Electric cooking and sustainable development: experimental evidence from eastern D.R. Congo

Last registered on October 05, 2022


Trial Information

General Information

Electric cooking and sustainable development: experimental evidence from eastern D.R. Congo
Initial registration date
October 03, 2022

Initial registration date is when the trial was registered.

It corresponds to when the registration was submitted to the Registry to be reviewed for publication.

First published
October 05, 2022, 9:58 AM EDT

First published corresponds to when the trial was first made public on the Registry after being reviewed.


Primary Investigator

Centre for Environmental Economics - Montpellier

Other Primary Investigator(s)

PI Affiliation
Institute of Development Policy, University of Antwerp, Belgium
PI Affiliation
Institute of Development Policy, University of Antwerp, Belgium ; Centre for Institutions and Economic Performance, University of Leuven, Belgium ; Research Foundation Flanders, Belgium
PI Affiliation
Institute of Development Policy, University of Antwerp, Belgium
PI Affiliation
Centre for Environmental Economics - Montpellier, Université de Montpellier, CNRS, INRAE, Institut Agro, France
PI Affiliation
Ecole Normale Superieure de Lyon and CEPR, France
PI Affiliation
Virunga Foundation, DR Congo
PI Affiliation
Virunga Foundation
PI Affiliation
Virunga Foundation

Additional Trial Information

On going
Start date
End date
Secondary IDs
Prior work
This trial does not extend or rely on any prior RCTs.
In this experiment (targeted sample size = 1500 households), we ask whether electric cooking can be a credible alternative to charcoal cooking in the context of a low-income country, study the impact on charcoal demand, consumption patterns and the formation of pro-social motivations. Specifically, we randomly distribute electric pressure cookers to households connected to a reliable and green electricity grid in Goma in Eastern Democratic Republic of Congo where over 90% of the population relies on charcoal as their primary energy fuel. The majority of this charcoal is illegally produced in protected forests and is a key income source for several armed groups . We design different treatment arms to improve adoption of cookers, leveraging both selfish and pro-social preferences of households.
External Link(s)

Registration Citation

Collart, Lara et al. 2022. "Electric cooking and sustainable development: experimental evidence from eastern D.R. Congo." AEA RCT Registry. October 05. https://doi.org/10.1257/rct.10099-1.0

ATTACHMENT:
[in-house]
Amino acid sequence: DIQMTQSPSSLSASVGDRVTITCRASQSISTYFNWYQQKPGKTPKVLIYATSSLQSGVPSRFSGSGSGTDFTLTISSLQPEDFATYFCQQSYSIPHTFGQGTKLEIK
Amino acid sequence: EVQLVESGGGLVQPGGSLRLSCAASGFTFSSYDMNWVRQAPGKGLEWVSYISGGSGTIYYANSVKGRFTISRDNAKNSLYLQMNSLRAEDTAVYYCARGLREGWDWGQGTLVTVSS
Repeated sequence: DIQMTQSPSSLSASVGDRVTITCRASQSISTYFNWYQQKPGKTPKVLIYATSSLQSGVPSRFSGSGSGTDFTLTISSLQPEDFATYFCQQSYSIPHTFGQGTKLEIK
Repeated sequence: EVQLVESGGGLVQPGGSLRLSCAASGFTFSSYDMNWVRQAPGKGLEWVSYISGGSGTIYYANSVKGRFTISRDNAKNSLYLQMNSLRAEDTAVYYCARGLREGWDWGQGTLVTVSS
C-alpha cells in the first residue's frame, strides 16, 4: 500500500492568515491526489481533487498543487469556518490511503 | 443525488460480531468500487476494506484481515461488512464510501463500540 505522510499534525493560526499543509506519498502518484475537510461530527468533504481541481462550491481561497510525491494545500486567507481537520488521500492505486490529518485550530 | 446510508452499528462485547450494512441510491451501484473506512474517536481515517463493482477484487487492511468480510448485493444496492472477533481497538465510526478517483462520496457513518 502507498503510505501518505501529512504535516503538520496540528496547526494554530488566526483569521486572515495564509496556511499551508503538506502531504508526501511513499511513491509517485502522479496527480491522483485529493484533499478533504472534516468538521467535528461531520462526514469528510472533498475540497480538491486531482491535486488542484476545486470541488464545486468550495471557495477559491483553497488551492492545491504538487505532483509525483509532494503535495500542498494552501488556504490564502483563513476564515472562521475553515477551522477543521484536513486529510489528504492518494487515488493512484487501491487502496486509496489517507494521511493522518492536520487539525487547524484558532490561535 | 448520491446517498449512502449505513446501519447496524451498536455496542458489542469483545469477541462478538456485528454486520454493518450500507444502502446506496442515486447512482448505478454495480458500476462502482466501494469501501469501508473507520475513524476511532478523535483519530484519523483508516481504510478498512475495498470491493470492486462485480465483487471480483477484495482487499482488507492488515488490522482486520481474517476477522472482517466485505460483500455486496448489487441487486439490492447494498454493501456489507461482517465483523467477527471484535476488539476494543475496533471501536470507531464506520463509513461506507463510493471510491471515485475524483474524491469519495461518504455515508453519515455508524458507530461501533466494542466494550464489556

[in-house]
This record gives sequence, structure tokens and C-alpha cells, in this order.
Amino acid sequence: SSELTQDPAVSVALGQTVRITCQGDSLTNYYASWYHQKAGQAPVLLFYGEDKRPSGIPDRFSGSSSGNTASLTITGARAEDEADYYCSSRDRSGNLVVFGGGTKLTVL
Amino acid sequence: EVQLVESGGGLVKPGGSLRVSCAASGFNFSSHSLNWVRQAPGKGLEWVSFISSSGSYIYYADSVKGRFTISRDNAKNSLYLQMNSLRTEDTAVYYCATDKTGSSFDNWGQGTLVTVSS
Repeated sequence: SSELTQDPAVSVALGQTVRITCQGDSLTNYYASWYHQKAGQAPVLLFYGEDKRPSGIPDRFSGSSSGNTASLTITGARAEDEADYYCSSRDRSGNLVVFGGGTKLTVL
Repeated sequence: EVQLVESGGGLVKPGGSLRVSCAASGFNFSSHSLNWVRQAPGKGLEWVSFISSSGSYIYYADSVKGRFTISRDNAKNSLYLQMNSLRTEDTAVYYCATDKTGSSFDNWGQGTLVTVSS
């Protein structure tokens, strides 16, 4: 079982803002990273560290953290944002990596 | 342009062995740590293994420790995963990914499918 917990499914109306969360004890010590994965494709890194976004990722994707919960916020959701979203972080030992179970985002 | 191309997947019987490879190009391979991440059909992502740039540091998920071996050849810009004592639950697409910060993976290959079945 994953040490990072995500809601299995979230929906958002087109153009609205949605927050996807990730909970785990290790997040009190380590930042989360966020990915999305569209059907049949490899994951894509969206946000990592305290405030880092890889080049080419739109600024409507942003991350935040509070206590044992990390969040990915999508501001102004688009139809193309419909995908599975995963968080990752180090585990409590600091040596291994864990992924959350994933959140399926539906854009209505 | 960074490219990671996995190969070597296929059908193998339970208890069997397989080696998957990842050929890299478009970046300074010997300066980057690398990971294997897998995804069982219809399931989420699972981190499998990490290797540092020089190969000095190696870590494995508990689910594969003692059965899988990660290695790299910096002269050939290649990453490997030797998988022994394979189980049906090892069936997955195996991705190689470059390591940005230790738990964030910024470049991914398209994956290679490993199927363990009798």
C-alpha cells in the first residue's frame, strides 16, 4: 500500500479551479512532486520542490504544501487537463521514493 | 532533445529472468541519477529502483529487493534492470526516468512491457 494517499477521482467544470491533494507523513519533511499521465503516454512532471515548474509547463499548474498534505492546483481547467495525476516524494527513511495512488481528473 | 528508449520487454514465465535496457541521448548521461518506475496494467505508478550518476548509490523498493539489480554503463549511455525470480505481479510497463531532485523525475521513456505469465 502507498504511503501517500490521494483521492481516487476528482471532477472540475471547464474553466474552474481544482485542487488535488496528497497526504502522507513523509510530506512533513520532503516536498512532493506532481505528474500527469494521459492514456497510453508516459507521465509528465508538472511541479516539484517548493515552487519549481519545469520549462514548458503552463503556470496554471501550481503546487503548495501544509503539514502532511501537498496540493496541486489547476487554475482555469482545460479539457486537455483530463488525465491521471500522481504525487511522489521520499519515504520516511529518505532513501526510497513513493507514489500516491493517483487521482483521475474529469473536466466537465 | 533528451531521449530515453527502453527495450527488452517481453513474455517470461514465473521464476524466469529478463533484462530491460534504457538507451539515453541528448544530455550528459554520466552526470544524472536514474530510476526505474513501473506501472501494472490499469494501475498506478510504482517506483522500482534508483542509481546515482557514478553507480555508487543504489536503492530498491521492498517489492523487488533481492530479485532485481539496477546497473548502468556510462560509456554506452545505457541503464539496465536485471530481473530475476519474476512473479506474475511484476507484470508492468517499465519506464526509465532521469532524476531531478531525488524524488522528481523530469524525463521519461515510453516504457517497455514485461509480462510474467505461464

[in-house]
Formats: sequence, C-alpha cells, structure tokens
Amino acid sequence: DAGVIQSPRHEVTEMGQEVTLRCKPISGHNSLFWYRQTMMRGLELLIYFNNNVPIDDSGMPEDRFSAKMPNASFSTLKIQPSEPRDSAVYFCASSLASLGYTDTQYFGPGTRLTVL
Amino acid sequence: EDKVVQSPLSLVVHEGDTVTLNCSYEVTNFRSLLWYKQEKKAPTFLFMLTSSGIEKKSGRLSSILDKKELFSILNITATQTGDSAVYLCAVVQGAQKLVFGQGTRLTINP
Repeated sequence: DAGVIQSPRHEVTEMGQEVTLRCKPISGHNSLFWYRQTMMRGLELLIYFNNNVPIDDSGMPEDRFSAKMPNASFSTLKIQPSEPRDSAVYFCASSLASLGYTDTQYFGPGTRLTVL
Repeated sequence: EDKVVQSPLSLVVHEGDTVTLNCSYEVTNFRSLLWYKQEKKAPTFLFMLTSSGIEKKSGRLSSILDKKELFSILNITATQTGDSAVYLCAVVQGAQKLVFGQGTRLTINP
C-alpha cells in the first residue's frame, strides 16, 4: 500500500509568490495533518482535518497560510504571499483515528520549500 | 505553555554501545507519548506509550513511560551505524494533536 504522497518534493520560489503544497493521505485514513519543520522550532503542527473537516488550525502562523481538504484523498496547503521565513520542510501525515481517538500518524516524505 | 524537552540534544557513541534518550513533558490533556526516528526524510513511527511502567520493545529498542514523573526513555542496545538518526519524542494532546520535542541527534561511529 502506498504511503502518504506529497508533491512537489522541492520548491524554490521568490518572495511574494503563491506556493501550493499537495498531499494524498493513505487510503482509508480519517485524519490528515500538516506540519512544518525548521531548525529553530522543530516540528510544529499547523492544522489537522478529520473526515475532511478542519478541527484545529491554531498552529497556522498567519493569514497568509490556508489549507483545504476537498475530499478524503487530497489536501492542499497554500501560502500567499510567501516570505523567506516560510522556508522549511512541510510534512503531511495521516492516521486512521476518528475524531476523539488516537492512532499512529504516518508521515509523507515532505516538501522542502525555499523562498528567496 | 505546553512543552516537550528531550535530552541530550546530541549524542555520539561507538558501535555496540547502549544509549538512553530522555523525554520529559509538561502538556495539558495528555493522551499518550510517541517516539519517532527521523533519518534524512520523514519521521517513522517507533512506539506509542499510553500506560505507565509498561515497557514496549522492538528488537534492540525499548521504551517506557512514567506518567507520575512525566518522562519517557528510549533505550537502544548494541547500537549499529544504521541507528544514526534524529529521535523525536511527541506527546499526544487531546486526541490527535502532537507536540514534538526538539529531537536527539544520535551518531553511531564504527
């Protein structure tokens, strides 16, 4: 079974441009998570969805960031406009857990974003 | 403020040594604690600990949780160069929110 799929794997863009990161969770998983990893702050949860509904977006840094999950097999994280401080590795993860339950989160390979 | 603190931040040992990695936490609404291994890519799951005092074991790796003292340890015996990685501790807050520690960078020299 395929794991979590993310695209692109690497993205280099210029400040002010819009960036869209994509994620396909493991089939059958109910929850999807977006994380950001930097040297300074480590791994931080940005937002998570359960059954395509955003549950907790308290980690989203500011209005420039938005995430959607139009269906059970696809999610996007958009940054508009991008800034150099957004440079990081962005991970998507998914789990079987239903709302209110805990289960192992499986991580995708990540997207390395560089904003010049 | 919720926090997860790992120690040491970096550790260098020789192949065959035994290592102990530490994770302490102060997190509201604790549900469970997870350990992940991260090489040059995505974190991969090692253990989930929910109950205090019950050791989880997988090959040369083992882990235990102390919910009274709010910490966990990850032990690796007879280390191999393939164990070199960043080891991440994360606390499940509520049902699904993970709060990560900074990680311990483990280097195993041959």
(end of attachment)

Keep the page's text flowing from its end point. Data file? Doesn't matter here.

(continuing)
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Experimental Details


Worldwide, around 2.6 billion people remain dependent on biomass fuels for cooking, posing serious environmental costs. Among them, close to 2 billion people now have access to electricity. This opens opportunities, the more so since technological innovations in Electric Pressure Cookers (EPC) have made cooking with electricity a cheaper and faster alternative. Opportunities are especially promising in Eastern Africa, where electricity grids are becoming more reliable and reaching more people, and because EPCs are well-suited for the East African kitchen. We offer experimental evidence assessing the optimal delivery mechanism to maximize the adoption and use of EPCs.

Due to the novelty of the product, the associated information gap and the high upfront cost (around 70usd per EPC), selling the EPC at market price may lead to a low take up. We will test a distribution model with a 100% subsidy provided by a local electricity distributor, Virunga Energies (VE). As the energy distributor would increase its electricity sells, such a high subsidy is cost-effective from
its perspective if EPC use is sufficiently high. Furthermore, we provide a free electricity voucher to a subgroup of beneficiaries to overcome the learning cost of EPC and make the transition easier at the beginning from the perspective of the household. Finally, we cross-randomize this treatment with a focus on social benefits of EPC adoption.
Intervention Start Date
Intervention End Date

Primary Outcomes

Primary Outcomes (end points)
1. Usage of the cooker: Monthly electricity consumption proxied by monthly electricity purchases (in usd) from m-6 to m+12

2.1 Charcoal consumption: Average daily weight of ashes

2.2 Charcoal consumption: Monthly spending on charcoal (in usd)

2. 3. Charcoal consumption: charcoal from the park (dummy)

3.1 Consumption: Spending (in usd) on non-energy related items (recall question, simplified consumption module)

4. Pro-environmental motivations: Contribution to a dictator game during which participants will be given the opportunity to contribute up to 5usd to local NGOs.
Primary Outcomes (explanation)